Washington -- Let's have a show of hands. How many Orioles fans imagined in February that club officials would be scratching their heads and wondering which way to turn as the team enters the midseason trading period?
The Orioles have played so far above preseason expectations that now it's just as hard to imagine the front office sticking with the original program and dealing away more veterans by the July 31 deadline for making trades without waivers.
In fact, the outlook has changed so much that a couple of those veterans suggested yesterday that club president Andy MacPhail should consider a big deal to upgrade the starting rotation.
"I don't think you'll find anybody in here who doesn't think we can compete this year," said first baseman Kevin Millar. "We're a 12-2 streak away from being in the thick of everything."
The name floating around the visitors clubhouse at Nationals Park last night was pending free-agent pitcher C.C. Sabathia, but don't get too excited.
There's little chance MacPhail is going to turn his successful rebuilding program upside down to rent a big-name pitcher for half a season.
Still, the fact that the players in the clubhouse are devising scenarios for a playoff run is a testament to the great clubhouse chemistry that has developed under manager Dave Trembley.
Even the most skeptical fans couldn't dismiss what happened in Chicago, where the Orioles ended the Cubs' longest home winning streak since 1936 and took two of three games from the team with the best record in the major leagues.
"No one can say anything or write anything except that this team has competed its butt off," Millar added.
That's fine, but this season was supposed to be another pothole on the road to a brighter future. Three months ago, the oddsmakers in Las Vegas set the over-under line for Orioles victories this year at 64 1/2 .
The way things are going, they could have 50 by the All-Star break.
"We are the future," Millar said. "If we make the playoffs and win the World Series, the future is now."
Gotta love Kevin. He didn't just drink the Kool-Aid. He dyed his hair with it.
He's not alone, however, in the belief among the Orioles that their solid first half is no fluke, and that it's too early to consider trading off any of the players who have contributed to such an uplifting turnaround.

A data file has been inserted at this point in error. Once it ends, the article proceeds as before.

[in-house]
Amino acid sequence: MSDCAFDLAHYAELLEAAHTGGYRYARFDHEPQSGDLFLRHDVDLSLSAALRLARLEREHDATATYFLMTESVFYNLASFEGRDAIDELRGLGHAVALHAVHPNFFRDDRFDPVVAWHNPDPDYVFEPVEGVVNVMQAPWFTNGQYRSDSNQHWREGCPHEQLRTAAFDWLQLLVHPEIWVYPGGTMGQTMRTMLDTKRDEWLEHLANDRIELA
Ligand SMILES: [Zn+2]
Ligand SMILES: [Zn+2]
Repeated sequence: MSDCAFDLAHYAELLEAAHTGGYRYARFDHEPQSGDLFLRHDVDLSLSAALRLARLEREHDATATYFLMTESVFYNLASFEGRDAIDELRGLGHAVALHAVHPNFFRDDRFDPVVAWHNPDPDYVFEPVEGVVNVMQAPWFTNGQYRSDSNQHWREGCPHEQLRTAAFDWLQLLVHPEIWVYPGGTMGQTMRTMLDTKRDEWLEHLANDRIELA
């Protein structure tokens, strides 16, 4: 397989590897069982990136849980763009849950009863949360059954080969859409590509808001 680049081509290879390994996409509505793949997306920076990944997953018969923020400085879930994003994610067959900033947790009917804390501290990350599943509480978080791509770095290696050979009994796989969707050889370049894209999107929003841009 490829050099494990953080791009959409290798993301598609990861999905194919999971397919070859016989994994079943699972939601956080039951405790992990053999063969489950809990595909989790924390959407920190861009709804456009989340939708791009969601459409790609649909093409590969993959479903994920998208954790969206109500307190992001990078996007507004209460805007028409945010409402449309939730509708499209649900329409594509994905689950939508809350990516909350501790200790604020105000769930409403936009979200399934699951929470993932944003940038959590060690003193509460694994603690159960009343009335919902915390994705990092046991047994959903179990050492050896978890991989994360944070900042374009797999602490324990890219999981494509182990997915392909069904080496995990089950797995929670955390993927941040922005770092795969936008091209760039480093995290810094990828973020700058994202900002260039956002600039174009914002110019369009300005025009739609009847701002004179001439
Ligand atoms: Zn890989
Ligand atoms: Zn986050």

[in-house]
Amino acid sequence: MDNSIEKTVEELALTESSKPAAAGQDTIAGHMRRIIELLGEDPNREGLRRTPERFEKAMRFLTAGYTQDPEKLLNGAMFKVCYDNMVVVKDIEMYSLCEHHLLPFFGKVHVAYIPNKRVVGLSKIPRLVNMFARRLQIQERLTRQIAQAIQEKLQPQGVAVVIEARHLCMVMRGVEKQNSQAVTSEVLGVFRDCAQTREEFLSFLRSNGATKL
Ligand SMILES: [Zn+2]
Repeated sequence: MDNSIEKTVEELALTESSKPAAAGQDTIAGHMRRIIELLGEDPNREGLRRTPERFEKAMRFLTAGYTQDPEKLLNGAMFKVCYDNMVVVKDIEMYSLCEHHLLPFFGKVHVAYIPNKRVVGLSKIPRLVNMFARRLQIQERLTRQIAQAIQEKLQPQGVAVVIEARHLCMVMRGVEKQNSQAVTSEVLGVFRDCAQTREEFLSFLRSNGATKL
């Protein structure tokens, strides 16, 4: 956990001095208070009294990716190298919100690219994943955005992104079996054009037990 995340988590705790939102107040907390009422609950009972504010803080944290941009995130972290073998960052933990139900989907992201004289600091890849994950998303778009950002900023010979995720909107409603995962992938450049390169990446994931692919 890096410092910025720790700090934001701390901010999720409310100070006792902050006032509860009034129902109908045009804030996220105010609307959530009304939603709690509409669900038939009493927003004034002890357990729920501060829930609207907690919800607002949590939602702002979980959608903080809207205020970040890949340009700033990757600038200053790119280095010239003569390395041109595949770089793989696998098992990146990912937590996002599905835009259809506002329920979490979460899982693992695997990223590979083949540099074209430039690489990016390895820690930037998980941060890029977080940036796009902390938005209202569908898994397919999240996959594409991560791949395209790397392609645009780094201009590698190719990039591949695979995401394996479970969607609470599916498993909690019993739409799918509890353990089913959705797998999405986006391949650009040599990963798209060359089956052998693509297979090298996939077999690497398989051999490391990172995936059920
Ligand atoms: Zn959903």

"We're only seven games out," said reliever George Sherrill, whose name has been prominent in midseason trade speculation since the Orioles acquired him in the Erik Bedard deal a week before spring training. As for trading away any of this year's strong performers, Sherrill asked, "Why would you want to do that?"
Sherrill, who ranks second in the major leagues with 26 saves, would likely be a hot commodity if MacPhail decides to augment the preseason influx of talent sometime next month, but he isn't looking for a shortcut to the postseason.
"I want to stay here," Sherrill said. "I want to win here. I'd love to see us go after a front-line guy if we could can get one."
Don't hold your breath waiting for anything more than a medium shortstop.
MacPhail's quandary - and it's a happy one, given the low preseason expectations - is whether to stand pat and let the fans enjoy this entertaining bunch while they can or go full speed ahead with the rebuilding effort.
He's certain to receive overtures for Brian Roberts and Sherrill the next few weeks. He might even get an offer for Aubrey Huff, who entered last night's game on pace for 30 home runs and 93 RBIs.
The return for those players might complete the re-population of the minor league system and put the team in position to be competitive for the next decade, but there is more than one argument to be made against a midseason sell-off.
The fans have waited a long time for a team they could embrace like this one, and there's no guarantee they'll get another such opportunity anytime soon, even if MacPhail makes a couple more big scores.
If that isn't enough, the value of sustaining a successful 2008 season extends beyond a rejuvenated fan base to an improved environment for signing quality free agents during the offseason.
There's a lot at stake either way.
Who would have thought it would come to this?
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